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should I become a project manager or a business analyst?

I've been a professional developer for about four years now and have learned as much about the financial industry as I have about programming (which is a lot, since I started out knowing almost nothing...despite a Comp. Sci. degree from a good school).

My programmer friends always looked at most project managers and business analysts with slight contempt...all they did was talk and write documents, while all the real work was done by us.  This real work, sometimes, included managing project managers and explaining the business to the business analysts.

Now that I've spent a few of my best years chasing one 'interesting & rewarding' programming project after another, I figure I need to start making better money.  Ironically, I keep thinking about becoming a business analyst or a project manager.

So far I've looked at some learning tree courses.  I am currently an independent consultant at a midsize firm so taking advantage of in-house courses is not an option.

Any ideas about my dilemma?  Is BA better than PM?  Is learningtree.com my only real option?  I should add that I'm not necessarily in love with programming anyway.  I've been leaning towards project management because:
1. It sounds like a promotion
2. It will help me when I start my own software firm
3. I won't have to do so much crap work, such as 'gap analysis' done by business analysts.

Thanks!
falcon Send private email
Sunday, December 19, 2004
 
 
I think becoming either a BA or a PM is a reasonable career move. I have a slight bias towards BA because I think it is less likely to be "offshored".

You may want to look at my Blog entry about "Your Next Career Move" at

http://www.rogerjack.info/2004/11/your-next-career-move.html
Roger Jack Send private email
Sunday, December 19, 2004
 
 
I'm in the same boat and here's what I'm thinking:

- PM is becoming a catch-all term for lots of middle-office position now.  even office manager jobs are being called PM jobs these days.

- Technical PM's are going to be in high demand and will likely lead towards an increase in certs and other barriers to entry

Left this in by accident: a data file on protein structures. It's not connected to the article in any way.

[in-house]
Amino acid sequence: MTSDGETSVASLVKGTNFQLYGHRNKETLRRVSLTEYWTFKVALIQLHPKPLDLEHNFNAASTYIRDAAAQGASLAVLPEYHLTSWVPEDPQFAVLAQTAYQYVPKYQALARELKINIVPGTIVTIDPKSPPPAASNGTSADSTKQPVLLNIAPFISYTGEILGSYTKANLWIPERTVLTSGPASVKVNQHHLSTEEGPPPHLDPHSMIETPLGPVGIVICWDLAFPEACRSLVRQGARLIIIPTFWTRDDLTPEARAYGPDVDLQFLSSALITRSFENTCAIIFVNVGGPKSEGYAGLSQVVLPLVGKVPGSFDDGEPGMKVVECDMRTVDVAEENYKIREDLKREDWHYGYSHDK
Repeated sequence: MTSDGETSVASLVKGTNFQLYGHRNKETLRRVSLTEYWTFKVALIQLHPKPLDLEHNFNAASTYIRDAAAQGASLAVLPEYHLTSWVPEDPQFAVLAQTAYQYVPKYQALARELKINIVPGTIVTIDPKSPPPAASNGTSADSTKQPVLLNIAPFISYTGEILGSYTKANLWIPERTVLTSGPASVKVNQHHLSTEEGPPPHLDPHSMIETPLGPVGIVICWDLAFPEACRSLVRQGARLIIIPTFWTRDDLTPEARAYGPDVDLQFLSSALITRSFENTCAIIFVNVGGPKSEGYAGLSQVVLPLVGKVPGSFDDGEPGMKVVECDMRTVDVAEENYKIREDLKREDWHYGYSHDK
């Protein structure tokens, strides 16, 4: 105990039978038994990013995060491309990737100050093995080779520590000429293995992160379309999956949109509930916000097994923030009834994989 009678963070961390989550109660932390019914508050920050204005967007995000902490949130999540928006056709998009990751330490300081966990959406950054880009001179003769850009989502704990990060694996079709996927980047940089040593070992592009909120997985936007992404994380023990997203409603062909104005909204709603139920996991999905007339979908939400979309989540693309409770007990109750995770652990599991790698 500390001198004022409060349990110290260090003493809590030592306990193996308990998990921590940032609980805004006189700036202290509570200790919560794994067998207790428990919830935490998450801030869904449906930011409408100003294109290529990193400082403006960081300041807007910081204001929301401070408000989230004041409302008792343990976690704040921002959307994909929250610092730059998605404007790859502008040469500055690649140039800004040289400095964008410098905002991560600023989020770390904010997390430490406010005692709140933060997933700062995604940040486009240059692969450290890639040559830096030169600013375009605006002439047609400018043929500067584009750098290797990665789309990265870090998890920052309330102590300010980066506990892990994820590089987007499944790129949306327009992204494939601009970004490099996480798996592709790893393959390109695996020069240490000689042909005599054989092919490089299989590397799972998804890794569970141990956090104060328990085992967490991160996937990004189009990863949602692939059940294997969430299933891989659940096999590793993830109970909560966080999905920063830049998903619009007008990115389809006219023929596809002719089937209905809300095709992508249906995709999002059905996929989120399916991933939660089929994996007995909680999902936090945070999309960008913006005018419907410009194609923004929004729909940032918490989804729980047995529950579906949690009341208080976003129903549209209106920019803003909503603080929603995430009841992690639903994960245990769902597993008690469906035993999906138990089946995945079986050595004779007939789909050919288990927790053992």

- BA's with technical skill will have more organizational options moving forward, due to their broader scope as compared to the technical PM.

- BA is more 'creative' than the PM and has more freedom to make decisions, generally.

- The PM role is more "managerial"

- The PM role may be more closely tied to product development, i.e. revenue, whereas the BA might be in a cost savings / business efficiency role

The long-term decision you have is tied to IT itself as an
industry / discipline. The technical PM is more closely tied to software projects, and as such will most likely live or die by the moves of the large players like Oracle, Microsoft, IBM, etc...  The BA will be more tied towards the general business needs and will be less tied to the software processes themselves. 

If you want to stay "close to the code" but do more managing than problem solving, the PM may be the role for you.  On the other hand the BA will be more of a technology consumer, viewing it as a tool to complete their actual job, business analysis.
Sassy Send private email
Sunday, December 19, 2004
 
 
I just kind of figured that there are more PM's in the world than BA's. I've worked with a few PM's, but only very rarely BA's.

All projects need PM's, and whether the company is small enough not to require a formal person in that role or not, that role still exists. As a company grows, it will need a formal PM as the seperate between the selling & the making of the product to sell gets wider.

A BA... that only comes in much later, if at all. I think I've only worked with one, and I don't think he did much other than put together presentations, and if I could grab him and have him post in this forum (anonymously) I think he'd agree.

Just my 2 cents.
www.MarkTAW.com Send private email
Monday, December 20, 2004
 
 
Also, the PM is the 'fuse' in a project.  If the project gets too over-budget or too over-schedule, the company can look 'pro-active' by firing the PM.

I've never heard of Business Analysts being treated the same way -- but then again, I've had very little contact with Business Analysts.  I've had LOTS of contact with PM's.

Were I you, and had a choice in the matter, I would not go the PM route.
AllanL5
Monday, December 20, 2004
 
 
Having worked with both types of folks, I'd say a PM is a more viable career.

Business analysts are like Santa Claus and the Easter Bunny - not many people believe in them.

The last BA I worked with was at one of the largest publishing companies in the world, and really, he was more of a development manager with a BA title.  So you could argue that he was actually a PM.

In terms of certifications, education, etc., you probably need a PMI certification or similar to "talk the talk", but personally, I think intelligence and good experience are what makes a good PM.

Since you're not sure, my advice is to get clear about what you like to do, and do it.  Money often follows a clear vision.  And money with a job you hate is USUALLY not worth it.  Talk to some PMs, and maybe even some *product* managers (another way to stay in software, without the programming, maybe more like the Tooth Fairy on the belief scale).